Education

48% of the population is literate, and education is not required after primary school.1 Pregnant girls are banned from attending schools and taking exams, which has caused over 10,000 girls to be expelled from their schools.2 The gender gap in education is even more significant when looking at secondary education enrollment, with only 10% of women enrolling as opposed to 22% of men.3 In addition, there is a lack funding for education and many schools remain destroyed from the years of civil war. 40% of teachers are untrained, and there are only enough textbooks for 20% of children to have their own book.4 From 2014-2015, all schools shut down to help stop the spread of Ebola, but this closure is expected to have unfortunate long-term Read More consequences on literacy rates and school attendance.5 Show Less

Poverty

Almost 70% of the population lives below the poverty line.1 Most of the population lives on less than $1.25 a day, and the majority of them live in the Northern and Southern rural areas.2 It is even more common for women to live in poverty than men.2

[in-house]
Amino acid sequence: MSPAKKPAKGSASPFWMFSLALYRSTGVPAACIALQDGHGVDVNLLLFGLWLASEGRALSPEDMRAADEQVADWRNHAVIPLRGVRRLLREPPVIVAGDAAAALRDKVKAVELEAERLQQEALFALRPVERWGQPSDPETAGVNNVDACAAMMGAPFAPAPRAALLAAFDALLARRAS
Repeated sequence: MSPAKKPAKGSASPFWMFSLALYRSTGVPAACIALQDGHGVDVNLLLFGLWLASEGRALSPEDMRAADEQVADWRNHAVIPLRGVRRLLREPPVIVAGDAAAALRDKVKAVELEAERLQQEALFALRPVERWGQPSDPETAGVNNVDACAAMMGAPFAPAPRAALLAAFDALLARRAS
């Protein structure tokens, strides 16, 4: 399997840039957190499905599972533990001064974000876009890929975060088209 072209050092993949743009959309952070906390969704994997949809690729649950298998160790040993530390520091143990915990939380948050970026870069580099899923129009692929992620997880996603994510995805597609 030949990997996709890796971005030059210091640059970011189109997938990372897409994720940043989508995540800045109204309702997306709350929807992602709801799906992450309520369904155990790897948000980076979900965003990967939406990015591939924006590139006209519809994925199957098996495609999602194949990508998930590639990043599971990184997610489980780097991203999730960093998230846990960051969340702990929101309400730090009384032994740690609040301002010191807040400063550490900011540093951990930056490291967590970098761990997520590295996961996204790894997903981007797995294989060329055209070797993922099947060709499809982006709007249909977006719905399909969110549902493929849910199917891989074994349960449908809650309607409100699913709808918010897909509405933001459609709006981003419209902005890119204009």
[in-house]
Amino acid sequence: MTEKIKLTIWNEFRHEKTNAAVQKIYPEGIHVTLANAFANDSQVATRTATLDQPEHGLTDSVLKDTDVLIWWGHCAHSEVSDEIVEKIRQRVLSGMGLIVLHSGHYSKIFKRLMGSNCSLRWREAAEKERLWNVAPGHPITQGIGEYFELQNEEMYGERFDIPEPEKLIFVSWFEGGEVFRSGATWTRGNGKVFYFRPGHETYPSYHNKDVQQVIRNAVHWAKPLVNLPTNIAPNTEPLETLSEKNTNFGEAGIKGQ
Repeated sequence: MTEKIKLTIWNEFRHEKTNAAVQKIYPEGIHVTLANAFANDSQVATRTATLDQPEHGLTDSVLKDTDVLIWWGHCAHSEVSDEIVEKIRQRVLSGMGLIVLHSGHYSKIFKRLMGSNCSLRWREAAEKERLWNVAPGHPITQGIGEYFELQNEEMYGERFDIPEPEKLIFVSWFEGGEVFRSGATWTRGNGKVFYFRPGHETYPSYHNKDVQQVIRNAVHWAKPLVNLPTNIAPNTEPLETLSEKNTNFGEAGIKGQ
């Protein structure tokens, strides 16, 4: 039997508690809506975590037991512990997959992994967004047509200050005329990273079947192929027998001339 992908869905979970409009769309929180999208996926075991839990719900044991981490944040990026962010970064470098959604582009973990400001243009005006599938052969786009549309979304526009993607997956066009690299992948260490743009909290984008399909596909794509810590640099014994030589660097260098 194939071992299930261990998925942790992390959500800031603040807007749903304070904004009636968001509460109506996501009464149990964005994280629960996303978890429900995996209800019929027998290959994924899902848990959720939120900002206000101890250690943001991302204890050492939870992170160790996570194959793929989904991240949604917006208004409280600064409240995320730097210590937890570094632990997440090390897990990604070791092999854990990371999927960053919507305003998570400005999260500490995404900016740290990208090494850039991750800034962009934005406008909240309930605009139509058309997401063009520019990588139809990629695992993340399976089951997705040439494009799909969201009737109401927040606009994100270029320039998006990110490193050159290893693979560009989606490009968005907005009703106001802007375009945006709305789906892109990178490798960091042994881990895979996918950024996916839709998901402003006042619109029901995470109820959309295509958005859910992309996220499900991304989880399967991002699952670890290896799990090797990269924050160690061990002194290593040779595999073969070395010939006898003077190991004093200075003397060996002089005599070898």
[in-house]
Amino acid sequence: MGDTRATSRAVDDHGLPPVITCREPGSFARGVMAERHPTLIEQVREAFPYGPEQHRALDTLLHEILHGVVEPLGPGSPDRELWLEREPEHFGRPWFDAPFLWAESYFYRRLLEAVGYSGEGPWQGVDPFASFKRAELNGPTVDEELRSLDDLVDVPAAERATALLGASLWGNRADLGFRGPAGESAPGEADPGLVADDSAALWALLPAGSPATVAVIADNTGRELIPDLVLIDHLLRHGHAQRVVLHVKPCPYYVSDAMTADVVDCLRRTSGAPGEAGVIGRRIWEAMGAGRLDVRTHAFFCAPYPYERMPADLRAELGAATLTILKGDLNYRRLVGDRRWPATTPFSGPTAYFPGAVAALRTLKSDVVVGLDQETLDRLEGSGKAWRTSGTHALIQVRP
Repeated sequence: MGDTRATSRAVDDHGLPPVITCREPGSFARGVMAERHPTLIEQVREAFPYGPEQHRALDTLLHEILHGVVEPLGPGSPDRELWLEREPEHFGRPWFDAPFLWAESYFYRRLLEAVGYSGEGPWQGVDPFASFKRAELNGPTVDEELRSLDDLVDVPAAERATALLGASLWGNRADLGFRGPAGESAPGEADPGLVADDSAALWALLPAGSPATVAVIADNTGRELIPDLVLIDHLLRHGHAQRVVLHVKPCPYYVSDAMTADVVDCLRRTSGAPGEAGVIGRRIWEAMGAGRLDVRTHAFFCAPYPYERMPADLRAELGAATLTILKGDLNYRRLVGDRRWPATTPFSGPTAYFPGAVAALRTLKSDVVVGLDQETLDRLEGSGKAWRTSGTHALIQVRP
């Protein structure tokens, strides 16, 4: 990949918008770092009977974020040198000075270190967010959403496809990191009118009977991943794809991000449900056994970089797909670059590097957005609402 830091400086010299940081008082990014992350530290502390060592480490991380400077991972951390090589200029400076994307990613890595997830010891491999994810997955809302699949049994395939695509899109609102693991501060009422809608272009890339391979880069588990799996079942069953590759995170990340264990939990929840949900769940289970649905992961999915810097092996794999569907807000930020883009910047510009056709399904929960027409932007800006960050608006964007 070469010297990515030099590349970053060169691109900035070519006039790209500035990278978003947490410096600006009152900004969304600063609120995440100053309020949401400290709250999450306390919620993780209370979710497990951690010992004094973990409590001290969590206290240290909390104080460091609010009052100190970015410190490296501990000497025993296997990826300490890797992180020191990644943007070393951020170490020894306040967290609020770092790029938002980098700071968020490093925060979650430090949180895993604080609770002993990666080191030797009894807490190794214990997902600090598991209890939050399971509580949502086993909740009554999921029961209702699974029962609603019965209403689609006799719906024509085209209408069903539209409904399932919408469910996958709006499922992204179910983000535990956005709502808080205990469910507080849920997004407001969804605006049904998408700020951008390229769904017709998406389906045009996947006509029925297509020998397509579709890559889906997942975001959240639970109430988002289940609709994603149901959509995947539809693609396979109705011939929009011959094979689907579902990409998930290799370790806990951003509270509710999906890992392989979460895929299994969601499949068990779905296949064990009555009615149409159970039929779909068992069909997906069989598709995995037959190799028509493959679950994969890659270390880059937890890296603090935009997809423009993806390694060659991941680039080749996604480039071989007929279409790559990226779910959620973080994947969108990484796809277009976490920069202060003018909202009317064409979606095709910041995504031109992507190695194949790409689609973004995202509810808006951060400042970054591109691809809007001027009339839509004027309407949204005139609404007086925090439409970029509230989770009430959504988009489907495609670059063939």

Religion

About two-thirds of the population are Muslims and one-quarter are Christians, and many people practice these religions in tandem with indigenous religious practices.1 Freedom of religion is constitutionally protected, and Sierra Leone is praised for its religious tolerance. Many people practice multiple religions simultaneously, inter-faith marriages are common, and religion does not heavily influence political alliances.2

Clean Water

There is a lack of potable water and sanitation services in Sierra Leone, with 13% of the population having sanitation facilities and 60% having access to clean water.1 Because of rapid urbanization, there is not adequate water infrastructure and services to provide sanitation services to most of the population in cities.2

Economy

Sierra Leone is extremely poor, and over half of the working age population engages in subsistence farming for work.1 Approximately 70% of youth are unemployed or underemployed.1 The major exports are iron ore and diamonds, but these are also sold in illegal markets.1 50% of their public investment programs rely on assistance from international donors which is limiting the ways their economy can become independent and grow.2 Businesses are unable to grow because of government corruption, inequalities amongst people groups, and poorly maintained infrastructure.2